Adeimantus replies, “It isn’t worth-while to dictate to gentlemen. Most of these things that need legislation they will, no doubt, easily find for themselves.”

    426d–e

    If however the city does not get the right laws, it will be like the sick man who refuses good advice; of the statesmen of such a city, Socrates says,

    such men are surely the most charming of all, setting down laws like the ones we described a moment ago and correcting them, always thinking they’ll find some limit to wrongdoing in contracts and the other things I was just talking about, ignorant that they are really cutting off the heads of a Hydra.

  • In the search for justice with Glaucon, 443c–e, Socrates says of the just man that he “harmonizes the three parts” in his soul, and

    if there are some other parts in between, he binds them together and becomes entirely one from many, moderate and harmonized. Then, and only then, he acts, if he does act in some way – either concerning the acquisition of money, or the care of the body, or something political, or concerning private contracts. In all these actions he believes and names a just and fine action one that preserves and helps to produce this condition, and wisdom the knowledge that supervises this action …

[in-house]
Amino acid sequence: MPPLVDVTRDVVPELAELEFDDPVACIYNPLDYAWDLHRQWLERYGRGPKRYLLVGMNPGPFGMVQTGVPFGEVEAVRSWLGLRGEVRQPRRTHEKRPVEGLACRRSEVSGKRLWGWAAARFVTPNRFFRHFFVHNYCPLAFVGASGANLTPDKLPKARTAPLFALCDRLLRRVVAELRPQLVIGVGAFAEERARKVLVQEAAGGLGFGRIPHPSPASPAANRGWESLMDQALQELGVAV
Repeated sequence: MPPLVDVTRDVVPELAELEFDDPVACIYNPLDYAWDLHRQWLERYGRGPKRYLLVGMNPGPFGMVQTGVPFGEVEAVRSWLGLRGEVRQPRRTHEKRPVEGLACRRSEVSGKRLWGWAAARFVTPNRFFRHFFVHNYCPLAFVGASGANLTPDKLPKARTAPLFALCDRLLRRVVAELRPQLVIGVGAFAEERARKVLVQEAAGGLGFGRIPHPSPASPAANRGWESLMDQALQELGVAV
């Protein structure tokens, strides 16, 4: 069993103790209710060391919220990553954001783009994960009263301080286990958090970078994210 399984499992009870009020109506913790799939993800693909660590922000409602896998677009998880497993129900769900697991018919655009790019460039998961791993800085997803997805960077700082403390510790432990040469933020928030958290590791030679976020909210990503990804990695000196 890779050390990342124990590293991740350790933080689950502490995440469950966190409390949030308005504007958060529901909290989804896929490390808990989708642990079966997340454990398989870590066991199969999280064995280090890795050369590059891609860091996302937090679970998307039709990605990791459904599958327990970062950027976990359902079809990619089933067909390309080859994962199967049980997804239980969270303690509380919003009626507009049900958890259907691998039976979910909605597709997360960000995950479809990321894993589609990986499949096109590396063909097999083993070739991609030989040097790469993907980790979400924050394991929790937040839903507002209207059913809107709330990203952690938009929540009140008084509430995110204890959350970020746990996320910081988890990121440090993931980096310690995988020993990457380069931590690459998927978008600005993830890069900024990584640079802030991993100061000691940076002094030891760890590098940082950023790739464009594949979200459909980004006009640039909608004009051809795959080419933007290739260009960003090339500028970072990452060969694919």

The remaining two references, 554c and 556b, are still to come.

3 Trackbacks

  1. By On Plato’s Republic, 1 « Polytropy on October 31, 2021 at 6:29 pm

    […] “The Divided Line” […]

  2. By On Plato’s Republic, 11 « Polytropy on November 14, 2021 at 10:01 pm

    […] the metaphors of the Sun and Divided Line in the latter part of Book VI, and the Cave in the former part of Book VII, Socrates would seem to […]

  3. By On Plato’s Republic, 12 « Polytropy on November 22, 2021 at 10:07 pm

    […] Sun, the Divided Line, […]